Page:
"I've always said, I was one of the best at reading other people's tendencies, betting patterns, clicking tells, and emotional state just by playing online and listening to them chat or just watching behavioral actions," he says. "My biggest nemesis at the tables was my own mind and discipline. If you talked to people who really knew me, or watched me over the years, I suspect that most would tell you this: when I was playing my A-game, especially heads-up limit holdem, I don't think there was anyone who could beat me. But when I was off my game, I don't think there was anyone who played worse than me.

"I literally gave away $100,000s by mashing the raise button for hours on every hand I was dealt online, and live. I would cold cap every hand blind for 24 hours straight. I have so many crazy maniac stories, we would be here for days if I told you them all."

Eventually, the unrepentant blasting took its toll. And it wasn't the only factor.

Woolf was among the players who sued UB alleging that a chunk of $20 million in cheat-aided winnings came from his account. He held real estate at the time of the 2008 market crash that lost heaps of value. He says he also had personal difficulties, including an encounter with a pitbull that resulted in serious physical harm.

By the time Black Friday hit, Woolf says he was "banged up mentally, physically and financially." Once up an estimated $4-$5 million, a burned out and battered Woolf walked away, something he calls not even a decision by that point.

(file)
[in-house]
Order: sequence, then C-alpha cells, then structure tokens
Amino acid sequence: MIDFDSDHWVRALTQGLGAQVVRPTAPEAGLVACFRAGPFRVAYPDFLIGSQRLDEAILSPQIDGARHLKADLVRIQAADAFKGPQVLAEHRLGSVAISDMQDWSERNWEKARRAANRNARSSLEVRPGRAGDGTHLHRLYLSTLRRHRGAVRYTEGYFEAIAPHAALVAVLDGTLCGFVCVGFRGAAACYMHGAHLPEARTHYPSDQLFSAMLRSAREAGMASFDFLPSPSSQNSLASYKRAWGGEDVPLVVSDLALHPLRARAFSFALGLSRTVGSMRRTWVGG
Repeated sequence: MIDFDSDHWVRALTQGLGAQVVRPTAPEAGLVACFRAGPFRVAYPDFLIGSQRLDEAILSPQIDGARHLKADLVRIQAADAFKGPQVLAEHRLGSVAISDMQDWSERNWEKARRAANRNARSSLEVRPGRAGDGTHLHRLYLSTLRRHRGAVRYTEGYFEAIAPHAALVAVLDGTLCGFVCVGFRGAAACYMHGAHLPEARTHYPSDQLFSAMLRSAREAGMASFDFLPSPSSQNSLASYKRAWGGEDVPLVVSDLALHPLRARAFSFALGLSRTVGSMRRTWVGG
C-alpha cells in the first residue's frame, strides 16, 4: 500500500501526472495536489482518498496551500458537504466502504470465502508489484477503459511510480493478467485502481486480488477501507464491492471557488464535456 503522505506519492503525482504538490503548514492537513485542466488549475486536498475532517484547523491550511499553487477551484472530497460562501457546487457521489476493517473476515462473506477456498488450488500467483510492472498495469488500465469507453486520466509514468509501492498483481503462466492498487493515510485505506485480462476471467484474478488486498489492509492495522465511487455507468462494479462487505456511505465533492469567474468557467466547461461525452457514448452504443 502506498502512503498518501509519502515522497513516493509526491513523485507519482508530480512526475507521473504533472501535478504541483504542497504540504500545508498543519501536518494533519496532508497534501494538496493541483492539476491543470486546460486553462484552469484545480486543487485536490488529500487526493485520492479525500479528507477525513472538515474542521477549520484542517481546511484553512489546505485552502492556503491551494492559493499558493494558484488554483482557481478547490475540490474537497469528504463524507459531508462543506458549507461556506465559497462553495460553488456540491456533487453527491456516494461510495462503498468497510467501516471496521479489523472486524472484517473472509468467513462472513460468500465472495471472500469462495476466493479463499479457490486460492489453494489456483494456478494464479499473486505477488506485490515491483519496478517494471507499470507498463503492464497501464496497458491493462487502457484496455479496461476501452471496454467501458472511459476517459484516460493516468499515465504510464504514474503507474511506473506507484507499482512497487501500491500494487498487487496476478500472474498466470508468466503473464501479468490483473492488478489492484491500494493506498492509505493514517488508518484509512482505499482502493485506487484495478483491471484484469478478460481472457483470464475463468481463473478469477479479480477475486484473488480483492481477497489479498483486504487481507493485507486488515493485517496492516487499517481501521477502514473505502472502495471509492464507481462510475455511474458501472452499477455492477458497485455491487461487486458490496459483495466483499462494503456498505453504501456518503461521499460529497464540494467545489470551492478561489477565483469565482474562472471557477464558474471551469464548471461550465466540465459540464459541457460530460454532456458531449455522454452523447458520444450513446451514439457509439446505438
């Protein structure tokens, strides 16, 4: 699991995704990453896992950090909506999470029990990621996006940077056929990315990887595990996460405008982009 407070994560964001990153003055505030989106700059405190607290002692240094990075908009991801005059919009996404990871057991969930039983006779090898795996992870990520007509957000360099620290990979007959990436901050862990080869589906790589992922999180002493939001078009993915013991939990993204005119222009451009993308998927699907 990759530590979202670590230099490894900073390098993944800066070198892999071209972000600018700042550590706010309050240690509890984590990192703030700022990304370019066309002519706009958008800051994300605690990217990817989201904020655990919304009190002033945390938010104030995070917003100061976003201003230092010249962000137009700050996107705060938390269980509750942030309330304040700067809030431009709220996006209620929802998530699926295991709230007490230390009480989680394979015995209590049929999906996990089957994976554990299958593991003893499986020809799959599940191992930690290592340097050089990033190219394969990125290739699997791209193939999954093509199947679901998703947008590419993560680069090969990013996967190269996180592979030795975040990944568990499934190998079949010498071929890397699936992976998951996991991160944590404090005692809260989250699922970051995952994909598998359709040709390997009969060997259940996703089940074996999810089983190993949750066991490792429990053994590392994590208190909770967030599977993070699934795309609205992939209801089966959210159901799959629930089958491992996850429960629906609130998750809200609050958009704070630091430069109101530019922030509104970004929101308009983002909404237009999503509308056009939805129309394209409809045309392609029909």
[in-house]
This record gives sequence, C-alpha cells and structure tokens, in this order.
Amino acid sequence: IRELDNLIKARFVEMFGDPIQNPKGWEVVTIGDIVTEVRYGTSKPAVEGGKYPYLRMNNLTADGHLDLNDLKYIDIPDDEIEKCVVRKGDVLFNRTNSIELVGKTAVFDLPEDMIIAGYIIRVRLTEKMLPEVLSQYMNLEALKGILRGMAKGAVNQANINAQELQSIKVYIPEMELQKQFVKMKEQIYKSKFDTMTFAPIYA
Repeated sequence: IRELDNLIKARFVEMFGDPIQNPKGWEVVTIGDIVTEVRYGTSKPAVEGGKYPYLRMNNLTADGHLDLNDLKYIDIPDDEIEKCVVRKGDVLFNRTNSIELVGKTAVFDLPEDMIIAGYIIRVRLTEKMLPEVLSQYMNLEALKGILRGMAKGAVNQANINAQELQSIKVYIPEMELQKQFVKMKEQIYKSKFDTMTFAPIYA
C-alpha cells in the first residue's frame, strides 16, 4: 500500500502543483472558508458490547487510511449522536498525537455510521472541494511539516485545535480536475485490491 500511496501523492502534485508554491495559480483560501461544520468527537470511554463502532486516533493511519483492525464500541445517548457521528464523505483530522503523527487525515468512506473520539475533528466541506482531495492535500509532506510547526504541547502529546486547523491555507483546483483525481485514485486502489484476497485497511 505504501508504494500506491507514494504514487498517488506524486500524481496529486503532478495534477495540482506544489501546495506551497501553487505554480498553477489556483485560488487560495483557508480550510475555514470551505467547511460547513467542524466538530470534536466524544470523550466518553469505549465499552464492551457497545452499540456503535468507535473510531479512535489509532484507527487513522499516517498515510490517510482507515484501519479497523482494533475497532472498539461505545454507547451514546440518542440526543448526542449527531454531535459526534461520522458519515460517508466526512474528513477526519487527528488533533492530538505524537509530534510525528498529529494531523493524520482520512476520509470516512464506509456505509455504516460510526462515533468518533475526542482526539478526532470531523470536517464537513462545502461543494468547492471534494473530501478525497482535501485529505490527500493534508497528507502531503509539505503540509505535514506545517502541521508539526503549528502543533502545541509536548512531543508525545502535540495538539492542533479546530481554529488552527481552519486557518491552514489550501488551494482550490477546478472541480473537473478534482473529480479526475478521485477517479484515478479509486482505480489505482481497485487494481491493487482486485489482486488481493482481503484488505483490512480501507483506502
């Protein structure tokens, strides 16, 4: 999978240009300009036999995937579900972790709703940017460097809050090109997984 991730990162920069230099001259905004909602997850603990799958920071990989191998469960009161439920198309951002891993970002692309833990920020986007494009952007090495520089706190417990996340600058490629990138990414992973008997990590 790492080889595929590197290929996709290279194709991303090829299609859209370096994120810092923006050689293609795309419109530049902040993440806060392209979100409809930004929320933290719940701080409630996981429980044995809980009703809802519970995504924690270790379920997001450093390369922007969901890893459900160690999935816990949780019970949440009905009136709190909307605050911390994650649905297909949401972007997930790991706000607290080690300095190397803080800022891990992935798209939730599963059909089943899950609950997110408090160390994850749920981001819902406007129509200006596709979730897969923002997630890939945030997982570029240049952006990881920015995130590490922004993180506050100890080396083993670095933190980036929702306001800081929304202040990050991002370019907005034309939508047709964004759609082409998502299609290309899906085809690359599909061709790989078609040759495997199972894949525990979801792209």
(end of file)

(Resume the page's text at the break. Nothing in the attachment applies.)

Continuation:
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Crypto and then Back to Poker

Woolf became acquainted with Bryan Micon during his star run and the two created NeverwinPoker together, a site that was eventually sold to PokerNews.

Bryan Micon
Micon pointed Woolf toward crypto.

That association bore fruit for Woolf when Micon became an early adopter of cryptocurrency. Woolf tailed his friend and bought a pile of bitcoin at $70, according to his Facebook, which would have corresponded to its early 2013 value.

His newfound interest swelled in value and Woolf took things a step further, starting a bitcoin escrow company that he says did over 10,000 transactions and acquired more than $10 million worth of the cryptocurrency.

While that venture found success, 2018 brought another downturn with the massive market crash as bitcoin went from $20,000 in value to around $3,000 before the year ended. That alone would have been bad enough for Woolf's finances, but he also had a hand in launching a cryptocurrency hedge fund that would up getting rolling at the market's peak.

"Needless to say, couldn't have been worse timing," he says now.

It's clear he still believes in crypto.

"Time to build a decentralized world that’s completely automated and strives to destroy corruption and end the reign of the banks," his Facebook still says.

But the financial downturn has resulted in a return to his previous love. Only this time, he'll no longer be sitting at the felt risking hundreds of thousands of dollars.

Instead, he'll be wearing a suit. Partnering with 2007 WPT champ and Turks and Caicos native Rhynie Campbell, Woolf will head down to the island destination and open a poker room, where Woolf will "run the show."

Perhaps it's time for a stable income and the occasional jaunt to the beach. Woolf says he has "zero regrets" about his poker career, and whatever the next chapter holds, it seems certain to bring less stress after a lifetime of swings.